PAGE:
Children and the elderly are the two populations most likely to be seriously injured by dog bites. Children are frequent victims because they lack both impulse control and dog savvy. Since much of my business is family dog training, a large part of my responsibility as a dog behavior professional is to teach parents how they can help their children live safely with dogs and teach children appropriate dog skills. I also try to teach people about how to understand their dogs, what dogs like, what they don’t like, and how they use body language to communicate these feelings and preferences with us.
Hugs are a frequent cause of dog bites to children – most dogs don’t like hugging. Dogs just aren’t a “hugging” species; they don’t crave ventral contact like we primates do. When I tell this to my clients, they often respond with expressions of disbelief, and occasionally, indignance. “But my dog loves being hugged!” Frequently, when we watch the dog, his body language tells a different story – we see body language which includes “whale eye” (seeing much of the whites of the dog’s eyes), looking away, lip licking, yawning, pulling away from the handler. If a dog decides he doesn’t like being hugged, his teeth are at face level; this is why many bites to children involve facial disfigurement.
There are lots of items on the “List of Things Human Think Dogs Like That Dogs Actually Usually Don’t Like One Bit. Hugging, kissing, direct eye contact, pats on the head, and close facial proximity in general are but a few.
While dogs and puppies can be taught to accept (and in many cases, enjoy), gentle restraint, few dogs innately enjoy hugs. Of the dogs that enjoy hugs, there is a huge caveat – they usually only “love” it when it’s someone in the family with whom they have a wonderful, healthy, and close relationship.
Yes, I believe dogs understand intimacy. Hugs, for the dogs that like them, are intimate things. Think of a hug like a foot massage, sharing a secret, or holding hands – if you like these things, it is likely that you:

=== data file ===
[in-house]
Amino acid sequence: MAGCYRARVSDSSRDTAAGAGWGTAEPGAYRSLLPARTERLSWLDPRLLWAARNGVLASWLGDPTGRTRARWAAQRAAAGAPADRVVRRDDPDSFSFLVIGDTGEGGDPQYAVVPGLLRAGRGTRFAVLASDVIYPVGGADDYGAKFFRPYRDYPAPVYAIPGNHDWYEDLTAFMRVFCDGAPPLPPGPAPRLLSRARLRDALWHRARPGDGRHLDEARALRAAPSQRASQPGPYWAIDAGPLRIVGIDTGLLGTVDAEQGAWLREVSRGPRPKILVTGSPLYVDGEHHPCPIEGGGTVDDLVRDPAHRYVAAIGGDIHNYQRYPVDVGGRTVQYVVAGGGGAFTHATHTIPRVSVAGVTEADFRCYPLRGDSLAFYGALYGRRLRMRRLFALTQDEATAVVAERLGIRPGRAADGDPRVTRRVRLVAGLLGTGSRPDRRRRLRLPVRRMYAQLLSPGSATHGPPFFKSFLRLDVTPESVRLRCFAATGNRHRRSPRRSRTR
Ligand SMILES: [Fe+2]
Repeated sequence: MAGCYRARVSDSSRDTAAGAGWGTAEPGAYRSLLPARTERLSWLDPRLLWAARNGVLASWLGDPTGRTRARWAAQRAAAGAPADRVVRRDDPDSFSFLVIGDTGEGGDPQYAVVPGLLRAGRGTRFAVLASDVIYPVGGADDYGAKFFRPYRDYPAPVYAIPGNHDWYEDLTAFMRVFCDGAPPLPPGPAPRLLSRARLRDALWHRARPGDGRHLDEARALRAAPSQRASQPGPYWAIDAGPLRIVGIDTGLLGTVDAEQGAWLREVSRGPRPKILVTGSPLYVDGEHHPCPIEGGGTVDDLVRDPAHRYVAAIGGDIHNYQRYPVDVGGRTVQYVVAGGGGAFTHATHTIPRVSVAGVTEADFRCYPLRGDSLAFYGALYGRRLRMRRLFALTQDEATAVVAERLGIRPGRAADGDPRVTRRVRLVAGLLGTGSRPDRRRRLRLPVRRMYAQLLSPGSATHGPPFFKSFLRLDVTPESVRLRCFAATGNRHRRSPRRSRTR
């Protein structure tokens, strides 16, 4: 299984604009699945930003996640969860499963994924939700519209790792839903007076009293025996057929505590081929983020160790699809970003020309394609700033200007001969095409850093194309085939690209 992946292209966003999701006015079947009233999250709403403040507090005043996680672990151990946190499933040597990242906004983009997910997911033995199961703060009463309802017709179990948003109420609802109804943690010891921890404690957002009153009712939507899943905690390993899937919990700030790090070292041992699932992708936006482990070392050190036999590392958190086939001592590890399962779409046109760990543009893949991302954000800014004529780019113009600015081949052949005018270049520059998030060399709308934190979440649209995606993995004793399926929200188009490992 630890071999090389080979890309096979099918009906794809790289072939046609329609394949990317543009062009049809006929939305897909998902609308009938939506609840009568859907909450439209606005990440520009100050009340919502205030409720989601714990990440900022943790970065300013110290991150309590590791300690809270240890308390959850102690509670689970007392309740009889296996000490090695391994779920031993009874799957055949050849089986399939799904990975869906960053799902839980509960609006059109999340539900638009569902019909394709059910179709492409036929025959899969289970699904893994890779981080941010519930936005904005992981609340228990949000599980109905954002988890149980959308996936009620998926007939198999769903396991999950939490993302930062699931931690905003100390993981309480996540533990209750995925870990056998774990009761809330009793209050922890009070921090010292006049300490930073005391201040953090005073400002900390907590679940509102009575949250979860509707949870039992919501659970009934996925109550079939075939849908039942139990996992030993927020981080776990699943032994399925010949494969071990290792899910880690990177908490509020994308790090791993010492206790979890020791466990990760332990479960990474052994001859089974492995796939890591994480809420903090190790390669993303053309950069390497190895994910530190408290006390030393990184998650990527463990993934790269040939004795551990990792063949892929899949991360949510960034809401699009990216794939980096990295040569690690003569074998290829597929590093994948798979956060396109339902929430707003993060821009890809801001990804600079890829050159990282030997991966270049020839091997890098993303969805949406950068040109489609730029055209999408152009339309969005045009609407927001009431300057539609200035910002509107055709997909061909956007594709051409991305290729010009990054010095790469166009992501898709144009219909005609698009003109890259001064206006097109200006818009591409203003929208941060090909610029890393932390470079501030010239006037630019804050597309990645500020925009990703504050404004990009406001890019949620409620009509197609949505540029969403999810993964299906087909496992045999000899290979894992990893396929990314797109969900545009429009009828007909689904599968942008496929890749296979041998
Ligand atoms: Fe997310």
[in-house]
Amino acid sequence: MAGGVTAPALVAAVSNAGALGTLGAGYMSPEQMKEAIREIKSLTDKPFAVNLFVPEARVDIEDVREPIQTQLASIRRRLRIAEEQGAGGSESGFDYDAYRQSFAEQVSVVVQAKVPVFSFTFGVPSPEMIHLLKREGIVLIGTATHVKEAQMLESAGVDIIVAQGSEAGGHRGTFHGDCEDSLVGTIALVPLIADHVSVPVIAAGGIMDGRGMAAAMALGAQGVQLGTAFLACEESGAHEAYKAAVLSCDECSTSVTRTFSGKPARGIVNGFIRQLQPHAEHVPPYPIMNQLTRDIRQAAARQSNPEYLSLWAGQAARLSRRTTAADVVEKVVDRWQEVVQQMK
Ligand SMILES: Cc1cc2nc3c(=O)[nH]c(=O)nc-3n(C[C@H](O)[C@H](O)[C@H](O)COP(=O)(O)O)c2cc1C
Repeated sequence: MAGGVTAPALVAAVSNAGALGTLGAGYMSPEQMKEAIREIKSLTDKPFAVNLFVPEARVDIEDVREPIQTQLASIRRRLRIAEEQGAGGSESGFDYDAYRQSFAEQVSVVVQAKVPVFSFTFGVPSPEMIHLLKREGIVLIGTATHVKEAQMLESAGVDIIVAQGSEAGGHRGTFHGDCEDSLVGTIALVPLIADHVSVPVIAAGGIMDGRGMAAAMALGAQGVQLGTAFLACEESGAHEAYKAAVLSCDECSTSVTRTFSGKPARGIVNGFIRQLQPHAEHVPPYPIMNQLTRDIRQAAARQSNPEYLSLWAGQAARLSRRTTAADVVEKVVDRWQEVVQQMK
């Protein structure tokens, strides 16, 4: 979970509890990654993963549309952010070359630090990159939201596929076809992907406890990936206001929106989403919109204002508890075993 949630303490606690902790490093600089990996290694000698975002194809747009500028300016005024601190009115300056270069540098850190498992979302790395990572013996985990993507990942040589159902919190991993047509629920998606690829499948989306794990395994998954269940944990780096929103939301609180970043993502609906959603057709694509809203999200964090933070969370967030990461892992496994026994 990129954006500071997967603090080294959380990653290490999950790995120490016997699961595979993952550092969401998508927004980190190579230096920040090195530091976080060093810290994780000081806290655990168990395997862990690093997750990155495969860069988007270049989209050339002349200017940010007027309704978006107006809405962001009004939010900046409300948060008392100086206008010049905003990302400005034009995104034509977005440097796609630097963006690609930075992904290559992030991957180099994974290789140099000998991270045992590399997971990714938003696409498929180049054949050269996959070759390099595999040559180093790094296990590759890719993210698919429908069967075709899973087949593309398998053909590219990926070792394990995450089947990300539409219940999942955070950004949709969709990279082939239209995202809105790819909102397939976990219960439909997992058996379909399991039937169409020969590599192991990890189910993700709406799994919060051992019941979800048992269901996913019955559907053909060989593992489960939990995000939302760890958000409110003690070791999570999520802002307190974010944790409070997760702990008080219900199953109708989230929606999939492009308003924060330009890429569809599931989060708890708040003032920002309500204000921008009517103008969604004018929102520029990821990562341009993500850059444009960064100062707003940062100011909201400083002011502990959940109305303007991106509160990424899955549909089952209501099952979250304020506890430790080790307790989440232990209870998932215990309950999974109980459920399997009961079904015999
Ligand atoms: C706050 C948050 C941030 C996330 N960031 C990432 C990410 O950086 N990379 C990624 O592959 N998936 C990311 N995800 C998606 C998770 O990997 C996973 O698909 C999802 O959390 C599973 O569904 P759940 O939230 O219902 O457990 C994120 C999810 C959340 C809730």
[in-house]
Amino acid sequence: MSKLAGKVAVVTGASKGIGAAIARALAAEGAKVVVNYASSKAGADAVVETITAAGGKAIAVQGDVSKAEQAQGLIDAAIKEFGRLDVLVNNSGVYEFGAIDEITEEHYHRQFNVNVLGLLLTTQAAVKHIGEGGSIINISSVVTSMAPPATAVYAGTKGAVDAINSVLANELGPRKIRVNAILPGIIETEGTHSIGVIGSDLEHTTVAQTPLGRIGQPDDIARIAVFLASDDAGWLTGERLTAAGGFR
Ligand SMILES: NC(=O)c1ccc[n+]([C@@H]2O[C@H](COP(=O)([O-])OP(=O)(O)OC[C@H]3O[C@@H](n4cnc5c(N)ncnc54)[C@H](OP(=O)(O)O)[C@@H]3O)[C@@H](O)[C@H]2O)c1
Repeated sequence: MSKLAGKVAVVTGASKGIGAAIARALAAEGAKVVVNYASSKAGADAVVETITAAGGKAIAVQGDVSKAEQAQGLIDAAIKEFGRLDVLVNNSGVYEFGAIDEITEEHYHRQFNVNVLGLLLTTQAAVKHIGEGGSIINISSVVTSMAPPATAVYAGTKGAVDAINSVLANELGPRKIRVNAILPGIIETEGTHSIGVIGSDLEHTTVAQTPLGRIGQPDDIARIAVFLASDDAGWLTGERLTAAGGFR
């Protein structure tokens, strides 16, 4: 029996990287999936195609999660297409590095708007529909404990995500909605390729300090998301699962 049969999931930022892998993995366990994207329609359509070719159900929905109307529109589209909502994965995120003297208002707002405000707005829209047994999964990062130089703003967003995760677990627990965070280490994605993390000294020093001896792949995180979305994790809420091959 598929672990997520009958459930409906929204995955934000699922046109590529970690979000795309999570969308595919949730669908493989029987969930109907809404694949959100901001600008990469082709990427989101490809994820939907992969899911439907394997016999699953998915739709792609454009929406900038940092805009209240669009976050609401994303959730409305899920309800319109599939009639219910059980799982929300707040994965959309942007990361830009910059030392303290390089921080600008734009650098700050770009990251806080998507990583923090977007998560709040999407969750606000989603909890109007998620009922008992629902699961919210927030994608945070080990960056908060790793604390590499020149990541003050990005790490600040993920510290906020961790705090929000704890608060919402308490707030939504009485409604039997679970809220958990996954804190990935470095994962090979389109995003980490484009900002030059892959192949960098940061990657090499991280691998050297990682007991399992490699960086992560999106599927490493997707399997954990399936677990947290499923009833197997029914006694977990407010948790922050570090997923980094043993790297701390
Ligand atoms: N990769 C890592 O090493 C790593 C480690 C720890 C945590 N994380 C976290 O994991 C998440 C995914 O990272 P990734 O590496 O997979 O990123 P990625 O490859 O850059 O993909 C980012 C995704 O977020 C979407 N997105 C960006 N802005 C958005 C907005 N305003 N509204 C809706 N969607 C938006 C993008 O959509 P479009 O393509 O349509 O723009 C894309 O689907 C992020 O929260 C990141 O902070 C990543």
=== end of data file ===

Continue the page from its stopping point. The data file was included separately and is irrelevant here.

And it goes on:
- only like to participate in these activities in certain environments or situations. You may like foot massages, but not at all times or in all situations (Imagine getting a foot massage from your hubby, with candles lit and rose petals, during a business meeting. Awkward much?)
- are only comfortable engaging in them with someone you really care about (though there are limited exceptions to the foot massage rule in this case, says She-Who-Loves-a-Good-Pedicure-and-Will-Not-Hesitate-to-Pay-for-it.)
Dogs are much the same way. The rare dogs that do actually enjoy hugs (my Cuba is one of them – he will get up on the couch next to me, turn his rear around to me, plop 115 lbs of himself in my lap, and lean back until I wrap my arms around him), allow them in an environment of intimacy – when they are relaxed, extremely comfortable in their environment, and are “just chilling” with the person or people they love best. They will likely not love hugs from strangers, at times when they are rambunctious, nervous, or excited, or in environments they find very exciting (try reading a toddler a bedtime story at Disney Land!).